Garlic & Grass No. 1: The Vote
WITH GREAT DELIGHT I present to you the first issue of Garlic & Grass, a new political web magazine. Every month Garlic & Grass will bring you views of the American political landscape from a diversity of interesting writers. It will be available in two formats: as a convenient e-mail, and formatted live online.
Garlic & Grass seeks to enliven our political discourse without trumpeting an overarching viewpoint. Its founding is inspired by a desire to understand and counteract the new repressive trends taking hold in American politics.
Our elected leaders favor war when the people favor peace. Our natural environment is disintegrating around us. Our corporations steal millions from their own employees. Security has overtaken liberty as America's creed and now our leaders use us as soldiers to create and maintain a global empire, attacking fellow nations without provocation. Tremendous greed in a few makes tremendous poverty in many, and the politicians and corporations that wield power over our lives show little interest in solutions.
Change is necessary and Garlic & Grass seeks to be a forum for effecting progress. Let's start with questions: What state of our democracy has led to this? What do conservatism and liberalism mean today? Are our two old political parties corrupt? How much reform is needed? Or is it time for revolution? Has our economy failed? Does capitalism fail to recognize the value of the environment? Does capitalism create cycles of Great Depressions? Do corporations or governments have more power today? Do the diverse segments of our population view the problems differently?
Welcome to Garlic & Grass
This first issue is entitled The Vote. It focuses on the state of our electoral democracy: How and why do Americans vote? Why do so many choose not to vote? Does low voter turnout constitute an emergency? How can we improve our elections?
Personally, as a child growing up in the cold war, I remember being aware of an ominous foreign them. I also remember shouting: "This is a free country -- I can do what I want!" Yes, I had absorbed it all: they were bad and didn't have a free country because they had communism; we were good and had a free country because we had democracy.
It took me years to notice the first error of my childhood logic -- that I
had been comparing apples and oranges since communism is an economic model
and democracy is a political system. It's only taken me a few more to look at
the connection between free country and democracy. Does democracy really ensure freedom? If so, how is our democracy doing?
Well, as far as participation goes, our democracy ranks dead last in the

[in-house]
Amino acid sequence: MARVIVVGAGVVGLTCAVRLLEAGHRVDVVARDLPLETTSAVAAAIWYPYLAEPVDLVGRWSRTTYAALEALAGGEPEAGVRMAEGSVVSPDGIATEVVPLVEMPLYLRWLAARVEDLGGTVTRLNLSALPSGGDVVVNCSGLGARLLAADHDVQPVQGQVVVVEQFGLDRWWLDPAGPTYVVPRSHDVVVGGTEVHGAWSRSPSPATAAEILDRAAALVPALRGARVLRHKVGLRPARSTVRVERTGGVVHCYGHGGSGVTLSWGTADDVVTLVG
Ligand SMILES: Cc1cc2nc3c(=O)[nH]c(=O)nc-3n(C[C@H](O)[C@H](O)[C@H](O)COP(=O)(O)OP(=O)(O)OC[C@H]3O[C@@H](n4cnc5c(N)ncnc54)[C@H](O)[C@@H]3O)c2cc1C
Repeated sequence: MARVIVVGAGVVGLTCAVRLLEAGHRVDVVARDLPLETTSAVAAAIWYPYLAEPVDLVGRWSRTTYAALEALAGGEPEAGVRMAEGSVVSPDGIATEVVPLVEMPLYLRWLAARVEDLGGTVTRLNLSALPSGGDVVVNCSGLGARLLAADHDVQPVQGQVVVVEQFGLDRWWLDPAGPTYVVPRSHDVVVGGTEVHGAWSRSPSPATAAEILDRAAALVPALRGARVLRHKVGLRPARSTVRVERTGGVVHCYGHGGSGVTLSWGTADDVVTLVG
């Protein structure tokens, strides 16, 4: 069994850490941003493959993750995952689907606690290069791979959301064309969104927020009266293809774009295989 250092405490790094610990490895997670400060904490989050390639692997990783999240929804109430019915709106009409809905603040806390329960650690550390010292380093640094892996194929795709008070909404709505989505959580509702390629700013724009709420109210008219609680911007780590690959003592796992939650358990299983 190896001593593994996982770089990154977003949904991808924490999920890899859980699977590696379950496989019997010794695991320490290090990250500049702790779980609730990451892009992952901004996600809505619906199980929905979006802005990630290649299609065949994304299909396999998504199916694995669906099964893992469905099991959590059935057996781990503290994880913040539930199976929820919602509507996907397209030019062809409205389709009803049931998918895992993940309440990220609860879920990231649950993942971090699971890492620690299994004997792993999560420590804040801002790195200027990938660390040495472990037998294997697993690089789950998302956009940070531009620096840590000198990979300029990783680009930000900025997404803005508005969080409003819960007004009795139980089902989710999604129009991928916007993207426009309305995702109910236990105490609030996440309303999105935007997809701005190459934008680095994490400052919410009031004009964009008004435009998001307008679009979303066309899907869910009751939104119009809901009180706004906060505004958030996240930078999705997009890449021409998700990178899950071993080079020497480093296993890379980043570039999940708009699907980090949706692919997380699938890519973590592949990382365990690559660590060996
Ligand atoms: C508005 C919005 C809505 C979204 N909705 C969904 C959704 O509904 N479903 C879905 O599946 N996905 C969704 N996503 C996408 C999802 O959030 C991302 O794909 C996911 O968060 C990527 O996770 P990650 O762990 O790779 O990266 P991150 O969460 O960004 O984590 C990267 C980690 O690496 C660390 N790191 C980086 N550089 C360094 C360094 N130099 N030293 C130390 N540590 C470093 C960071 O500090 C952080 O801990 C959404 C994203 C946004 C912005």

'free world.' When the not-so-free world is tossed in, we
come in 134th
out of 172 countries. Half of us don't even bother to vote, and many others
don't vote for whom they believe in for fear of 'wasting their vote.'
So it's time for change, and this issue of Garlic & Grass examines our democracy.
Sven Eberlein opens up the discussion by comparing our electoral system with Germany's, and then Steven Hill and Rob Richie of the Center for Voting and Democracy analyze the 2002 elections and call for fundamental election reform. Hill goes on to offer a look at what an election might look like in 2011 if we resist reform, and I offer my take on electoral reform in "How to Hit 90% Turnout by 2010," claiming four bold but sensible steps could do the trick.
Jonathan Trager offers a Libertarian perspective on necessary electoral reform, and then Rob Arnow of the Green Party touts serious grassroots voting and organizing as the best ways to create a better society.
While it would be difficult to blame Ralph Nader for the Democrats failures at the polls a few weeks ago, some haven't yet let him off the hook for 2000. In "Spoiled? Ralph Nader's Campaign and the Voting Patterns of the 2000 Election," Columbia University Professor of History and Political Science Manning Marable looks at the 2000 election and provides an African American perspective on statistics.
Finally, in a G&G Wellness Special, I take a look at voting from a mental and spiritual perspective, suggesting that truthful, heartfelt voting can be a model for an assertive and healthy relationship with others as well as with one's own mind and spirit.
I hope that this and all issues of Garlic & Grass will spark new conversations and catalyze new examinations of politics.
*Statistics taken from the International Institute on Democracy and Electoral Assistance
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